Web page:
Growing & Cooking With Curry Leaf

Curry Leaf Plant & Flowers

Curry Leaf Plant & Flowers

Terri found this information about the Curry Leaf plant (Murraya koenigii). It makes a wonderful potted plant for your culinary collection of aromatic herbs. The fragrant leaf has a nutty, pungent flavor and is a prized addition to South Indian foods. The Curry Leaf plant is highly valued by both the chef and gardener. You can get one from Logee’s.


Curry Leaf is native to India and is used in delicious Indian, Asian and Thai dishes throughout the world. Believe it or not, murraya is from the citrus family (Rutacaea). It has been used for centuries in Ayruvedic medicine for its antidiabetic, antioxidant, antimicrobial and anti-inflammatory properties.

Growth Habit 

Curry Leaf plant has an upright and open growth habit, which means that the branches have a somewhat “loose” appearance. As an indoor plant in temperate areas, Curry Leaf grows and flowers from spring through fall. In the north, it can experience a resting period during the winter months when the days are short. Sometimes, leaves will drop. Don’t worry. This is normal.


The easiest way to propagate Curry Leaf is by seed. It takes a year or two to get the seedlings established. We ship seedlings but take great care in pinching them (pruning the growing tips) when they are young so they will make a multi-branched specimen giving you more leaves to harvest.

Sun and Temperature

For best results, grow in full sun and keep temperatures above 40˚F. If grown in warm conditions with high light intensity, Curry Leaf will experience less of a winter resting period.


During the winter resting period, do not keep the plant too wet, especially if the leaves have dropped. Too much water will tend to promote root disease (root rot). During the warmer months, keep the plant on the dry side. Let the soil come to visual dryness before watering. We recommend growing in clay pots so the roots stay healthy.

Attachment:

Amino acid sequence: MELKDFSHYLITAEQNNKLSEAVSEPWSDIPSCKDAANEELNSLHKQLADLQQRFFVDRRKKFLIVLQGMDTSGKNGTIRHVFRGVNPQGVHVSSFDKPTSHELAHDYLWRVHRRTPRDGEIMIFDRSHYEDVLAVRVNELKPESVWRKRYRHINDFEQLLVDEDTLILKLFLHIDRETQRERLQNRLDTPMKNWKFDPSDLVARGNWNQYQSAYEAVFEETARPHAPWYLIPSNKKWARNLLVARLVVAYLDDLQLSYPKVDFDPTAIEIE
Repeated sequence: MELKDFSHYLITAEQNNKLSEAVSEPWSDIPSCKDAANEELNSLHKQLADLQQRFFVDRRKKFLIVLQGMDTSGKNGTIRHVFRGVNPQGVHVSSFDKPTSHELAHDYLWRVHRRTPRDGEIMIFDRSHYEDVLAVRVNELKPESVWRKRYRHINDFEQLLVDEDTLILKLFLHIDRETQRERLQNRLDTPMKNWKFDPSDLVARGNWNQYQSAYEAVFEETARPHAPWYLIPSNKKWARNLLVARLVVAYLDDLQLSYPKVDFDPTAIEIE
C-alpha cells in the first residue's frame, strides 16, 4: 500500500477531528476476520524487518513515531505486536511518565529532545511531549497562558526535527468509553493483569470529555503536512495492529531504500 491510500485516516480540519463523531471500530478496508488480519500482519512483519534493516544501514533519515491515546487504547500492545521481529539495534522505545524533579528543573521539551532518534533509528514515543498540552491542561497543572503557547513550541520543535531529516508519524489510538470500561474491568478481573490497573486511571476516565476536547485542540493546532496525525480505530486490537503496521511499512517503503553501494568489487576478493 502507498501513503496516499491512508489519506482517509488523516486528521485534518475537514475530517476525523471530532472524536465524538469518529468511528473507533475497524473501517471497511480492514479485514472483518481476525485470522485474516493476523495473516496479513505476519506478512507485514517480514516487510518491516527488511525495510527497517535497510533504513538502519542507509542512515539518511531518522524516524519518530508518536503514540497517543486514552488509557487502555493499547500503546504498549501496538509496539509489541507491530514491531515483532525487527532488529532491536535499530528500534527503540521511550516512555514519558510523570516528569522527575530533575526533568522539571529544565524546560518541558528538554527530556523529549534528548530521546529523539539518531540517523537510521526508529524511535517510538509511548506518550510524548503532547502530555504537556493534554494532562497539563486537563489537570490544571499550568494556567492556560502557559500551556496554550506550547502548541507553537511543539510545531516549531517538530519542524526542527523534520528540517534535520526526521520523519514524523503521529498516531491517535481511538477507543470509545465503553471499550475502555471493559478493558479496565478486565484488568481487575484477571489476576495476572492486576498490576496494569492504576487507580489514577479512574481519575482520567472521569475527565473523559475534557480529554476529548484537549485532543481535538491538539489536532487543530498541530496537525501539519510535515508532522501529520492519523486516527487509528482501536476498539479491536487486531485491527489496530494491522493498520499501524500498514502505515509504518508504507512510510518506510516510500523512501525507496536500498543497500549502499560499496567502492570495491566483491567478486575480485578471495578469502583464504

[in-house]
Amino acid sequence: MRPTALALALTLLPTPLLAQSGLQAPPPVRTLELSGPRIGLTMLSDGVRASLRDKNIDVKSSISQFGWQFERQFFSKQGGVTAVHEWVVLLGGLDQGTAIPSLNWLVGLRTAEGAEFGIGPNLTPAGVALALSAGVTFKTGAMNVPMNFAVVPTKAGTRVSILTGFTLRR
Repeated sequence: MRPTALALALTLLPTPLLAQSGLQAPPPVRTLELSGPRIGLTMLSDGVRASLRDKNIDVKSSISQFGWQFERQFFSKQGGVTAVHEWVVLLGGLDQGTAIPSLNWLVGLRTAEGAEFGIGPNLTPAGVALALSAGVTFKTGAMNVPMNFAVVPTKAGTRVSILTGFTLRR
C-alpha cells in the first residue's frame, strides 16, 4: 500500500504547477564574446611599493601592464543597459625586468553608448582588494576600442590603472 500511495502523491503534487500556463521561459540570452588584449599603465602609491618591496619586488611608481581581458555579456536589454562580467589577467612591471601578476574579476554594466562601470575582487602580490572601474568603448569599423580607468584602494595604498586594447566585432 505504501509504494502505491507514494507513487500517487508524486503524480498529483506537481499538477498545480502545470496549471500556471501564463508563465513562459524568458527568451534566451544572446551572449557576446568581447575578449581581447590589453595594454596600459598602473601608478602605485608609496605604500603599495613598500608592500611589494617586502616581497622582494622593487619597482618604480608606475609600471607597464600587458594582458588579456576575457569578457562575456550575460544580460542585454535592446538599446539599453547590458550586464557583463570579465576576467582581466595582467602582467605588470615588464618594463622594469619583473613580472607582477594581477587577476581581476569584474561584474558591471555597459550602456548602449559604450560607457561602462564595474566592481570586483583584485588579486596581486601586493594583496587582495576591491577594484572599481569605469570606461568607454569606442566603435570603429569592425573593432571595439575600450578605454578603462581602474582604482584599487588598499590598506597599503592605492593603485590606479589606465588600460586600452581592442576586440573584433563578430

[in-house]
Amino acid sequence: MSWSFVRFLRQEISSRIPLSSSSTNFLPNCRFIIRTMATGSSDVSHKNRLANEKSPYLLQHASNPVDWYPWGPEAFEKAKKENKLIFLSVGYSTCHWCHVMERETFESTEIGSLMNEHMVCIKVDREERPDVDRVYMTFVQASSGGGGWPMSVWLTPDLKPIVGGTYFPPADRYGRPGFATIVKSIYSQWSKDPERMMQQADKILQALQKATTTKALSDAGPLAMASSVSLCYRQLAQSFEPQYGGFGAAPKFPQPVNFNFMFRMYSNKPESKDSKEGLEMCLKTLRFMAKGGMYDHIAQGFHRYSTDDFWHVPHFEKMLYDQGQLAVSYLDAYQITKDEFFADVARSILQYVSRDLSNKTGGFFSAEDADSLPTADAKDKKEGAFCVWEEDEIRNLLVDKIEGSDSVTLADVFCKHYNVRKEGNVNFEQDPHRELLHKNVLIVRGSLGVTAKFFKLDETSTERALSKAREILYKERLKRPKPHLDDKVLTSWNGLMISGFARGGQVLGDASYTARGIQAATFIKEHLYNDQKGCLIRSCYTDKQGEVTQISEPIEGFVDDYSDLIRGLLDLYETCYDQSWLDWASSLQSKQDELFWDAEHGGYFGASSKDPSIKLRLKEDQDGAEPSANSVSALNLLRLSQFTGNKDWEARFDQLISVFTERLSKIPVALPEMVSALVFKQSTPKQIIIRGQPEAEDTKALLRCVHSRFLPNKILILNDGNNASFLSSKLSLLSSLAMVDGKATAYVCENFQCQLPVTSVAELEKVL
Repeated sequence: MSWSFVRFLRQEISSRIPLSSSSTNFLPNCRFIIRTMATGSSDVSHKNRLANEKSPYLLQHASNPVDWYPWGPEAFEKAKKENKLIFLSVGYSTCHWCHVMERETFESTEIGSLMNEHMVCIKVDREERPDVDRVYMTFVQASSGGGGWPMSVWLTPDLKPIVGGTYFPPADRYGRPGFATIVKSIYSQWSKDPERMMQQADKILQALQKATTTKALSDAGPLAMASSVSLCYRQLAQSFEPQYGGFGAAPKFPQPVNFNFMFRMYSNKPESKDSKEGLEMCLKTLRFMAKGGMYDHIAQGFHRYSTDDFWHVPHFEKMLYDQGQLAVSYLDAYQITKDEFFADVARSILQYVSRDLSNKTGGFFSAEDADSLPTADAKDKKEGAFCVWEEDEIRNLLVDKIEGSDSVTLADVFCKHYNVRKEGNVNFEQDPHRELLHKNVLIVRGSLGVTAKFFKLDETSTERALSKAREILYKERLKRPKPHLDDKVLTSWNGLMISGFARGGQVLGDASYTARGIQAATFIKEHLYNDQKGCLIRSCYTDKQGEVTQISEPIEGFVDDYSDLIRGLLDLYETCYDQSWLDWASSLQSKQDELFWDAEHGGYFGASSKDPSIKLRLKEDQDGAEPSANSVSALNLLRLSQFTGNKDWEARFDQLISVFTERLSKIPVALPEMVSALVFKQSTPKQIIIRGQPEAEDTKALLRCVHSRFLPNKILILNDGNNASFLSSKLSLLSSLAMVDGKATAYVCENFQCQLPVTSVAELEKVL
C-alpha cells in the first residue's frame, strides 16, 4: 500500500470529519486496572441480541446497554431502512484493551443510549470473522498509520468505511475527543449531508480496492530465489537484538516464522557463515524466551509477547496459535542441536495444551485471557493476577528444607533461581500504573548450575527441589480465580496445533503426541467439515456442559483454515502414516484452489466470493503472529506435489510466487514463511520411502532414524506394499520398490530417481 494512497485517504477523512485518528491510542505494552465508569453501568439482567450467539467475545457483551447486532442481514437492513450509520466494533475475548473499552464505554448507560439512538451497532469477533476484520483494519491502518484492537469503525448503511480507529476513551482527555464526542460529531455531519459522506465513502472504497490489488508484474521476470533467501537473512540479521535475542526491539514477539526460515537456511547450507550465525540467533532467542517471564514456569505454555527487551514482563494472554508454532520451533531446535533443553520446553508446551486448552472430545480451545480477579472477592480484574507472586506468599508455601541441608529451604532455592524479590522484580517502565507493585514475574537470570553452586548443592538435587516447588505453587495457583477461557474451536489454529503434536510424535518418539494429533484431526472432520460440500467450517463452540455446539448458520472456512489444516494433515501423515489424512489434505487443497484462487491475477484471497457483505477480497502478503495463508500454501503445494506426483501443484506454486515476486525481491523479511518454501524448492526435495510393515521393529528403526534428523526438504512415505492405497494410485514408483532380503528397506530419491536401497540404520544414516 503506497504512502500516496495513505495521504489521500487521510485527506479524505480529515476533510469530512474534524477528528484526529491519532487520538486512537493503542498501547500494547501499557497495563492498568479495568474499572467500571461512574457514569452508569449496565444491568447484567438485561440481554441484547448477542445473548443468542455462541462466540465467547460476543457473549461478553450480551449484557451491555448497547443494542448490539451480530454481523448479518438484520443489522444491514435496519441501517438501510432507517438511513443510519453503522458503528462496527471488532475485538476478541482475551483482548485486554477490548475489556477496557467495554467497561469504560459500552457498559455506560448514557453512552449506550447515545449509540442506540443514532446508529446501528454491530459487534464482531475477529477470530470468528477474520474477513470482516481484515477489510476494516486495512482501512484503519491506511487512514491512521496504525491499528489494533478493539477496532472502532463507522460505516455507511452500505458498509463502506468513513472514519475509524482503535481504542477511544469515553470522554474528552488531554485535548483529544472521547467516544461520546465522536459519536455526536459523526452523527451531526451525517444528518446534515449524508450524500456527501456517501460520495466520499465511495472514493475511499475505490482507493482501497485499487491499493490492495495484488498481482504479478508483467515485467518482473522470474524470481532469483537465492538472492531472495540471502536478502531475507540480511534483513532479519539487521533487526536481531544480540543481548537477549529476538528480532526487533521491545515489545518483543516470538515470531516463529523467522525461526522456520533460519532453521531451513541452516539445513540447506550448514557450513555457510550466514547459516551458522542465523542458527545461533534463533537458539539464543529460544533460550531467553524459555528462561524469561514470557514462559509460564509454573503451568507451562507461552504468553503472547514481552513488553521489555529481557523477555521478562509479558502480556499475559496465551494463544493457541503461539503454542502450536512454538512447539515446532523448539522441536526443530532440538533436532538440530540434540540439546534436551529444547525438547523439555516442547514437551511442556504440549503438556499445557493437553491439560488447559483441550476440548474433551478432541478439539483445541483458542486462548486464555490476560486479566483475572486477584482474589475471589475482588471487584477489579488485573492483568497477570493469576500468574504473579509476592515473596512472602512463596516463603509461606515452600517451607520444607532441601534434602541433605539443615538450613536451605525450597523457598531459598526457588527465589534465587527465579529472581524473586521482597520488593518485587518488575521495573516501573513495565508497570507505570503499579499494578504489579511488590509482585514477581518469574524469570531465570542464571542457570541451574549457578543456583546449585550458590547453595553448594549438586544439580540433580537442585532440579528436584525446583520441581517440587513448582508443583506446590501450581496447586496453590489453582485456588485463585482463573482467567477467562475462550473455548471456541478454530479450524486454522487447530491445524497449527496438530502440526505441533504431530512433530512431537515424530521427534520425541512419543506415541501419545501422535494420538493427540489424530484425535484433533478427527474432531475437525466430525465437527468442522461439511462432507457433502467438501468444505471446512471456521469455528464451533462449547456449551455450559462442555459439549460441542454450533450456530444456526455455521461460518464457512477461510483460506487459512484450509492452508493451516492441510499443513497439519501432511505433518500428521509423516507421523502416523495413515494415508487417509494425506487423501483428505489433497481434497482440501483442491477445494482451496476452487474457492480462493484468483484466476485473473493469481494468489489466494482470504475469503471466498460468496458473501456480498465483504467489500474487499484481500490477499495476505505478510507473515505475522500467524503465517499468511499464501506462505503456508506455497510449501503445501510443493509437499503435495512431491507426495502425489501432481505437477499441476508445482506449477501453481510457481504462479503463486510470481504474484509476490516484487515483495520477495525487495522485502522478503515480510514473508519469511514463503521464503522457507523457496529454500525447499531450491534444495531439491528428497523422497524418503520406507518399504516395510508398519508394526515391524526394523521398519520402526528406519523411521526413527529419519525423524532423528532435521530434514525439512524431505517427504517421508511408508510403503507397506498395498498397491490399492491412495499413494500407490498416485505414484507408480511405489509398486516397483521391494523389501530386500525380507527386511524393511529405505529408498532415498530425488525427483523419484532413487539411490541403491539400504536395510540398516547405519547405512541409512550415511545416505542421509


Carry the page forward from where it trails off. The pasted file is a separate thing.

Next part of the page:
Use a well-drained potting mix. This allows necessary moisture to reach the plant while at the same time maintaining good aeration in the soil. We have also found that a slightly acidic soil keeps the plant healthy.


Regular applications of fertilizer are helpful to stimulate plant growth. You can top dress with organic fertilizer every 6 weeks or apply a liquid fertilizer at half the recommended dosage once a week during the active growing season.

Pests and Disease 

Curry Leaf typically doesn’t get many pests. It can get foliar or citrus mealy bug.

Treating for Mealy Bug 

To organically treat mealy bug, we recommend using neem oil, which smothers the bugs. Also, concurrently you must use high-pressure water to dislodge the cottony mass, which is where the adults, crawlers and eggs of the mealy bugs hide. Repeated applications of neem oil are needed.

Winter Dormancy

Curry Leaf can experience interveinal yellowing (chlorosis) on its leaves during the wintertime. Cool temperatures seem to be the major factor for this leaf problem. It often indicates that the plant may be getting ready to go into dormancy. If you increase the temperatures, you can slow or prevent dormancy or loss of leaves. If your Curry Leaf plant loses its leaves and only has a bare stem, cut back on watering and wait for winter to end. Your plant is fine. It’s simply resting. The leaves will re-grow in spring.


Plants that are older and have an open shape can be pruned early in the season just as growth starts and they will still flower later in the year. We recommend pruning annually to keep your plant tight, compact and producing the greatest amount of tasty foliage. As mentioned above, when plants are young, pinch the growing tips to start forming a bushy plant.

Cooking with Curry Leaf

Curry leaves are an essential ingredient in most savory South Indian recipes. They are highly valued in curries or with coconut milk. In Cambodia, the leaves are toasted on an open flame and then crushed and sprinkled into soups. As with most aromatic herbs harvesting them fresh is always best. They have a short shelf life in the refrigerator and lose much of their flavor if dried. Curry leaf is not the same as curry powder (that is a mixture of spices such as coriander, cumin, fenugreek and chilies). Enjoy your delicious curry leaves!

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One thought on “Growing & Cooking With Curry Leaf

  1. what a wonderful explanation of an underused herb! although I am not a big fan of curry myself, I might just grow this because it is a unique looking plant! patti

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